Review Round-Up: New Releases & Reissues – Issue 53
By Classic Pop | August 9, 2019
Collard – Unholy
While Collard isn’t the new Prince, Prince would have likely applauded him. The 24-year-old’s debut is laced with strikingly atmospheric soul and hip-hop, with the skeletal Greyhound full of high-pitched wails and a simple, dirty keyboard riff, and Ground Control, featuring rapper Kojey Radical, a shoo-in for fans of The Internet. They’re also recalled, alongside Eminem’s My Name Is, on Hell Song while Vultures is as naked as The xx. Warrior Cry, too, is so fragile it’s barely there, but be prepared for Blood Red’s climactic shock of guitars.
Band of Holy Joy – Neon Primitives
If 2017’s Funambulist We Love You found Johnny Brown wrestling with the Brexit referendum on Leave Or Remain, his latest finds him livid at what’s happened since. Lost In The Night sounds like The Pop Group playing early Gallon Drunk, while his Geordie accent packs a punch on the suitably titled The Devil Has A Hold On The Land. Waltz-time closer We Are Sailing To The Island Of Light offers more optimism in its praise for “anti-fascists” and “cosmopolitan scum”, while Vincent Gallo’s So Sad gets a lilting, memorable workover.
Hatchie – Keepsake
Hatchie, dear: The Cranberries and Cocteau Twins called and wondered if they could get their guitars back. Don’t worry: they’re happy with how things turned out. Her Own Heart jangles and glitters beneath your celestial voice, and Kiss The Stars does pretty much what it claims, admittedly emerging rarely from the shadows. Obsessed, too, suggests you’re a fan of Dolores O’Riordan’s melodies, and no one’s denying you know what made New Order’s Republic one of their more underrated releases. PS. Thanks for memories of Curve on Unwanted Guest.
Sinkane – Dépaysé
A fleshly representation of multiculturalism, Sudanese-American Ahmed Gallab and his racially diverse band have many reasons to rage in the Trump era. Fortunately, they employ their energies positively on this celebration of a “multicoloured world”. Everybody merges North African rhythms with American soul, and the title track is, despite its unruffled verses, especially irrepressible, Gallab “singing for the day we realise that we all relate”. Mango, meanwhile, combines reggae with love for Nigerian synth wizard William Onyeabor.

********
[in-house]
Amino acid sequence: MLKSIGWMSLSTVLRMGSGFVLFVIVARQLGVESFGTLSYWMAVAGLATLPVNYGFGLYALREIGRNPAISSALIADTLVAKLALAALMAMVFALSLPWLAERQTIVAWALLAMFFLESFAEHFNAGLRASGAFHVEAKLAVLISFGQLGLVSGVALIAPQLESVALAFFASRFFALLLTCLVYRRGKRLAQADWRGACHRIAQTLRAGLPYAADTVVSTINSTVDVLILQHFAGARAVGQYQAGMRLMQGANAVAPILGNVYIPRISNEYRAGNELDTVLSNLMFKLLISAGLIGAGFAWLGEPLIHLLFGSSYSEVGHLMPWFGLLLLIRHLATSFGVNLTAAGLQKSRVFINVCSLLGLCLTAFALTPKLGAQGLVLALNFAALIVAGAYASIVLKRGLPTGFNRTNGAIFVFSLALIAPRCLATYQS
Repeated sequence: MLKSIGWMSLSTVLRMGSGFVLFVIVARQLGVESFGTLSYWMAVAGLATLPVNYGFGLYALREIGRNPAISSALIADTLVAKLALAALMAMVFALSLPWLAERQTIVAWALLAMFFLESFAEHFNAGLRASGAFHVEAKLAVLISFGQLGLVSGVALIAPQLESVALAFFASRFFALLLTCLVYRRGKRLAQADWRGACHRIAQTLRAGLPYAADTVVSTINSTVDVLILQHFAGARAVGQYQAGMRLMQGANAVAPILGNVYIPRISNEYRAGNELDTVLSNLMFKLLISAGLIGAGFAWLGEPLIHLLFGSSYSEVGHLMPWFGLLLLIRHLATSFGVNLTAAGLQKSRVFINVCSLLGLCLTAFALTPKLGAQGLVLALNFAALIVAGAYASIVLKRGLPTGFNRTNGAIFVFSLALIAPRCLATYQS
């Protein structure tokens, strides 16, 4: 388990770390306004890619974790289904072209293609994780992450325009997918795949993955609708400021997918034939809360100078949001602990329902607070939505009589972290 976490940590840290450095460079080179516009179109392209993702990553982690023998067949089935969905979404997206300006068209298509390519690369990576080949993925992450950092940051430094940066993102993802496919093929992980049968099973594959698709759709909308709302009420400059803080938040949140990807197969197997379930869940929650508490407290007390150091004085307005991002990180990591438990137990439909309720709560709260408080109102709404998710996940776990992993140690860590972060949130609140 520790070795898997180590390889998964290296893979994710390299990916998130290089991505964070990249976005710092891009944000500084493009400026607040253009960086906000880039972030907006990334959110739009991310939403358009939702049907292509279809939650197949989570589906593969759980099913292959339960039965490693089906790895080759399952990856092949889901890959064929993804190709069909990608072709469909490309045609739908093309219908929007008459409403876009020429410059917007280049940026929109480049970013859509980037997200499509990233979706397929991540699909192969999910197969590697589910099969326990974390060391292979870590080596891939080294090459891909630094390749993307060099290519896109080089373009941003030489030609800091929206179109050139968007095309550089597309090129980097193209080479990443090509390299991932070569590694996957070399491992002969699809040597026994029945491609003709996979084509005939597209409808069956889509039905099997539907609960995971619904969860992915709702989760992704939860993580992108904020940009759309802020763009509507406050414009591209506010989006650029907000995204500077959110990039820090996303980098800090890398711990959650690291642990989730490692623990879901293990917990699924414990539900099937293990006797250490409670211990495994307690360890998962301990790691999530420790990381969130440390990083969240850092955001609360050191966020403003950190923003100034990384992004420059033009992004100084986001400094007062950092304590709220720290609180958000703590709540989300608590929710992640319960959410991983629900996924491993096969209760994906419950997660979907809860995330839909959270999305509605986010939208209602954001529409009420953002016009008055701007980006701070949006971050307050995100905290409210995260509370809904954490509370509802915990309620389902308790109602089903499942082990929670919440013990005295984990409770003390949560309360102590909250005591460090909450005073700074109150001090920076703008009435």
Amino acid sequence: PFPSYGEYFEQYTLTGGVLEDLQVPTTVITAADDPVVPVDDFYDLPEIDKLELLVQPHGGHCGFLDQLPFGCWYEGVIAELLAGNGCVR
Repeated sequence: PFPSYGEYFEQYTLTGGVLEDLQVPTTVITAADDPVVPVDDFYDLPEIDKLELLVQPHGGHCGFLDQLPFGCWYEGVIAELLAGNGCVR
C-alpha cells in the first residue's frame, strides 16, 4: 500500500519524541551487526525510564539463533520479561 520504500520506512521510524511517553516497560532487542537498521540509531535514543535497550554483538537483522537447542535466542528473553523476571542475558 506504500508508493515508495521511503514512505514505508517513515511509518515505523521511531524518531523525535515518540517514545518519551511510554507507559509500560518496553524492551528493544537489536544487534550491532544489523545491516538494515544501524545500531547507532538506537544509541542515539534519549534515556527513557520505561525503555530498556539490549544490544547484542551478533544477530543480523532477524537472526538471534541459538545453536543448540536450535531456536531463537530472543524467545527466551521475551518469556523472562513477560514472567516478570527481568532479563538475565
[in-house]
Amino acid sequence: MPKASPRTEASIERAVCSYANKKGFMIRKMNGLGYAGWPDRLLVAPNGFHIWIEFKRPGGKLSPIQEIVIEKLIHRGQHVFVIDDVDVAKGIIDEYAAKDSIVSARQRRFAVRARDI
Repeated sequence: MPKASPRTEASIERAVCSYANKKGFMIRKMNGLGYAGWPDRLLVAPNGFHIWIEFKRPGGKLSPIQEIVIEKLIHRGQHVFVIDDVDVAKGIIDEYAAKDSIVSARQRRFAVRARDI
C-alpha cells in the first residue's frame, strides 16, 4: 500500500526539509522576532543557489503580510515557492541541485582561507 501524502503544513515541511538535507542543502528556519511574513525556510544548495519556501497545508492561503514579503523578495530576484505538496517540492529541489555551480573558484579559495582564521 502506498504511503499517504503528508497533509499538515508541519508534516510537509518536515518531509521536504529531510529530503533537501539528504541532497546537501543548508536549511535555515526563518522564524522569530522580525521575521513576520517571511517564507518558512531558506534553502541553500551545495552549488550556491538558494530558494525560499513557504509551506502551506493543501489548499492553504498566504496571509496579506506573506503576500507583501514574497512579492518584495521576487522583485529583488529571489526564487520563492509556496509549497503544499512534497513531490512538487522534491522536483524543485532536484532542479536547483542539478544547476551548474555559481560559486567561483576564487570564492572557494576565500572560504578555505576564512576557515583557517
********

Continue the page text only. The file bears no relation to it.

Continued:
Peter Perrett – Humanworld
We waited 20 years for Only One Peter Perrett’s last album, but, perhaps invigorated by its positive response, he returns two years on, opening with I Want Your Dreams’ repressed tension, while Once Is Enough sees him drawling over chugging guitars about “a friend who’s crazy as fuck”. Hints of his disciples The Libertines abound, but much of Humanworld sounds appealingly like a cheerful conference between The Go-Betweens and The Velvet Underground – and not just for his judicious use of violin on The Power Is In You.
Lust For Youth – Lust For Youth
Now a duo, Copenhagen’s Lust For Youth prove they’re still adept proponents of teenage angst repackaged for the 80s generation. Eurobeat enthusiasts, they occupy a gloomy midpoint between early Depeche Mode and New Order, most notably on Great Concerns, where chiming keyboards and a Hooky bassline are cast in a monochrome light, and the similarly disposed New Balance Point, when Hannes Norrvide’s gobby vocal dominates. Best is Insignificant, whose increasingly urgent outro could be a shoegazing New Order.
Kishi Bashi – Omoiyari
Imagine Grizzly Bear producing Simon & Garfunkel covering Harry Nilsson’s Everybody’s Talking: you’ll be close to the delicate joys of Kishi Bashi’s suitably sweetly titled Penny Rabbit And Summer Bear. He sprinkles similar magic among Marigolds’ pizzicato strings, while A Song For You almost out-harmonises Fleet Foxes and A Meal For Leaves provides a spectral slice of dusty Americana. There’s even a Violin Tsunami serving arpeggios for a Michael Nyman soundtrack, while F Delano’s as satisfying as coconut ice cream.
Richard Hawley – Further
Richard Hawley’s eighth roars out of the blocks growling like Mark Lanegan and waving a guitar like Josh Homme on Off My Mind, while strings can’t mask Alone’s pounding drums, nor Is There A Pill’s elegant waltz its almost symphonic guitar chords. But fear not, crooner fans: My Little Treasures is as sentimental as its name, and Not Lonely as reassuringly comforting as Hawley’s always been. And while Time Is reprises Screaming Trees’ stormy climate, adding howling harmonica, the heartfelt Emilina Says and suave Doors restore calm once more.
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La Toya Jackson – My Special Love
It’s safe to surmise that history will not judge La Toya as the most talented of the Jackson siblings. Her second album, first released in 1981 and now reissued on CD, was a limp exercise in disco-pop over which La Toya trilled like a boiling kettle, her voice a reedy quaver. Her fam half-heartedly rallied around: Randy duetted on Giving You Up and Janet pitched in on Camp Kuchi Kaiai, but it wasn’t enough to salvage an utter non-event. Six bonus songs, basically shorter 7″ single versions of the album tracks, don’t feel like much of a bonus at all.
Mantronix – Mantronix: The Album
Kurtis Mantronik was a hip-hop visionary, determined from the get-go to lift rap both out of the ghetto and away from its lazy early dependence on (usually James Brown) samples. When his organic production and turntable work met the slick flow of MC Tee in 1985, they crafted a debut so ahead of its time that it found a way forward for hip-hop. The joy of this 180g vinyl reissue is that Needle To The Groove and UK Top 40 hit Bassline sound both quaintly dated and defiantly futuristic, as fresh as they did back in the day.
Wyndham Wallace & Ian Gittins
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